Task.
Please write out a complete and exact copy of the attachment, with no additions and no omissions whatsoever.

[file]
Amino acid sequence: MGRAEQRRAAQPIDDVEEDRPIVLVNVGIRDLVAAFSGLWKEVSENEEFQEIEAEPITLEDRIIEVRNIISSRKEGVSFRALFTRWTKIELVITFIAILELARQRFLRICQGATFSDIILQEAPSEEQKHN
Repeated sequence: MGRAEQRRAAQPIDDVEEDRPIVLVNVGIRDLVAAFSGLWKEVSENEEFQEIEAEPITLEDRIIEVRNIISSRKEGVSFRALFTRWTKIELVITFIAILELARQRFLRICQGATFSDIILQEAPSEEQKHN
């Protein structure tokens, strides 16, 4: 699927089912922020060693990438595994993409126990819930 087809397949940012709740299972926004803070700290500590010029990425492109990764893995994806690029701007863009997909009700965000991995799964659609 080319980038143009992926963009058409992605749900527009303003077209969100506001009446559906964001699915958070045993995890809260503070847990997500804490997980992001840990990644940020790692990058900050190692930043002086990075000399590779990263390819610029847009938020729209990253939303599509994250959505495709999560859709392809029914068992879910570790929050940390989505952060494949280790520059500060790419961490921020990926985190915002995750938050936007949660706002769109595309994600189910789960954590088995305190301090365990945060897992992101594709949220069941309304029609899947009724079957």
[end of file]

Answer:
Amino acid sequence: MGRAEQRRAAQPIDDVEEDRPIVLVNVGIRDLVAAFSGLWKEVSENEEFQEIEAEPITLEDRIIEVRNIISSRKEGVSFRALFTRWTKIELVITFIAILELARQRFLRICQGATFSDIILQEAPSEEQKHN
Repeated sequence: MGRAEQRRAAQPIDDVEEDRPIVLVNVGIRDLVAAFSGLWKEVSENEEFQEIEAEPITLEDRIIEVRNIISSRKEGVSFRALFTRWTKIELVITFIAILELARQRFLRICQGATFSDIILQEAPSEEQKHN
């Protein structure tokens, strides 16, 4: 699927089912922020060693990438595994993409126990819930 087809397949940012709740299972926004803070700290500590010029990425492109990764893995994806690029701007863009997909009700965000991995799964659609 080319980038143009992926963009058409992605749900527009303003077209969100506001009446559906964001699915958070045993995890809260503070847990997500804490997980992001840990990644940020790692990058900050190692930043002086990075000399590779990263390819610029847009938020729209990253939303599509994250959505495709999560859709392809029914068992879910570790929050940390989505952060494949280790520059500060790419961490921020990926985190915002995750938050936007949660706002769109595309994600189910789960954590088995305190301090365990945060897992992101594709949220069941309304029609899947009724079957």